So I guess that brings me to the moral of the story, which is that all things that end up with mental health labels have a trap, a circle. The trap of what the mental health system calls “depression” is that the more people stop doing things and stop talking to people, the less they want to do things and talk to people. It’s a loop. The trap of what the mental health system calls “mania” is that for some people, the more excited they get about ideas and projects and the less the sleep, the less they are able to sleep. The pattern of “anxiety” is that the more people are afraid of things, the more they avoid them, so the the scarier the things get. So none of them are chemical illnesses, they are life situations, and people just need to break out of the feedback cycle that gets going.
My friend Ken Braiterman taught me a long time ago how to escape the trap of what is called “psychosis.” The more we worry about the separation from reality, the more scared we get and the more separated we get. This month I found out about another trap. When you can see the beauty and spirituality and mystery and magic of what is going on, it’s tempting to do things to make it last longer and help yourself get further into it, like skip sleep or skip meals or use drugs. I had to fight those temptations often through this month, and still am, to be honest, because there is so much of this process that was not just scary, but glorious and giganticly interdimensional and impactful.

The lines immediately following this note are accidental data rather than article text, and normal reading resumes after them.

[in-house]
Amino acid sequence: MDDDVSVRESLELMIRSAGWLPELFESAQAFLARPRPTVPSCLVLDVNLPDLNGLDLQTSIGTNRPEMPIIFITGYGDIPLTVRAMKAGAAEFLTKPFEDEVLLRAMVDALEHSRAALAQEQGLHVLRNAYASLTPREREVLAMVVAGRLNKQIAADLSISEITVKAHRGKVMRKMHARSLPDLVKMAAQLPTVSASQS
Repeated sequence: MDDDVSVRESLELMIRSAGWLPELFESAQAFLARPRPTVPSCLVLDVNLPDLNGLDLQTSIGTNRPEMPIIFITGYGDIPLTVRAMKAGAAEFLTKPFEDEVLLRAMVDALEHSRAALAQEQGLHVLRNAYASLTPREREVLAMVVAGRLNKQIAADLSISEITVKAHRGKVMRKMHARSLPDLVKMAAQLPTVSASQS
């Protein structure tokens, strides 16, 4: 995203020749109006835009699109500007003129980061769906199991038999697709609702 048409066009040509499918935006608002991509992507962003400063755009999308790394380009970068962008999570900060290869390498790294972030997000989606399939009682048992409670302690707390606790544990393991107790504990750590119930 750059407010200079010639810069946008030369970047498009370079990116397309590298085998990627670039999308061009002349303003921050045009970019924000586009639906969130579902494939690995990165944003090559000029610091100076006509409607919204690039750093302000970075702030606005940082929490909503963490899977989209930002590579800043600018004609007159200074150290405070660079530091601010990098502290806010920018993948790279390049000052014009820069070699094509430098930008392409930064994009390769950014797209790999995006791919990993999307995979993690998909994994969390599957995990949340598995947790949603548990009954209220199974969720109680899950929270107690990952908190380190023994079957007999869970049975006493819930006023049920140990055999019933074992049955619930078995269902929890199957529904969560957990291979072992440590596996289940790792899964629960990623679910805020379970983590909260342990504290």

To end on a high note, here’s some really cool things that happened:
- The heavy hitters and the cavalry at my new church home that banded together with masses of emails to help me through the spiritual emergency. Learning for once to to pray without fear, to re-connect with the creator, and to finally move beyond the night that had brought me into the mental health system in the first place. Finding a beginning idea of how to let Christians be both right and wrong at the same time so I can learn from my non-Christian spiritual allies as well.
Exciting and beautiful moments of “Excess Profundity” like talking to the the strangers at the coffee shop at 3 am who somehow knew what I needed to hear in order to get though, banging hands with all the Judo kids at the Christmas dinner, putting my face on the belly of my humane society rescue greyhound, and yelling at the top of my lungs at the food drop on a 20 degree night with the homeless guys about the extra jalapenos in the mac and cheese.
- Banging on a boulder of quartz crystal looking plastic hunks in a junkyard at midnight, then riding the bucket on my bike and showing them to everyone on the street on the way home. I gave a fist sized one to the guy hopped up on K2 at the convenience store and he thought he had just won the lottery even after I told him not to smoke it.
- Learning how much easier it is to go through a break in reality in the era of Facebook when I know exactly who is awake at a given time so I can call them. Loving the era of Skype so I can call my new international advocate friends who are actually awake at 3 am.
- Watching how many people pulled for me, so hard for so long, that all I had to do was ask for help.
Just knowing that people are there makes all the difference.
Mad in America hosts blogs by a diverse group of writers. These posts are designed to serve as a public forum for a discussion—broadly speaking—of psychiatry and its treatments. The opinions expressed are the writers’ own.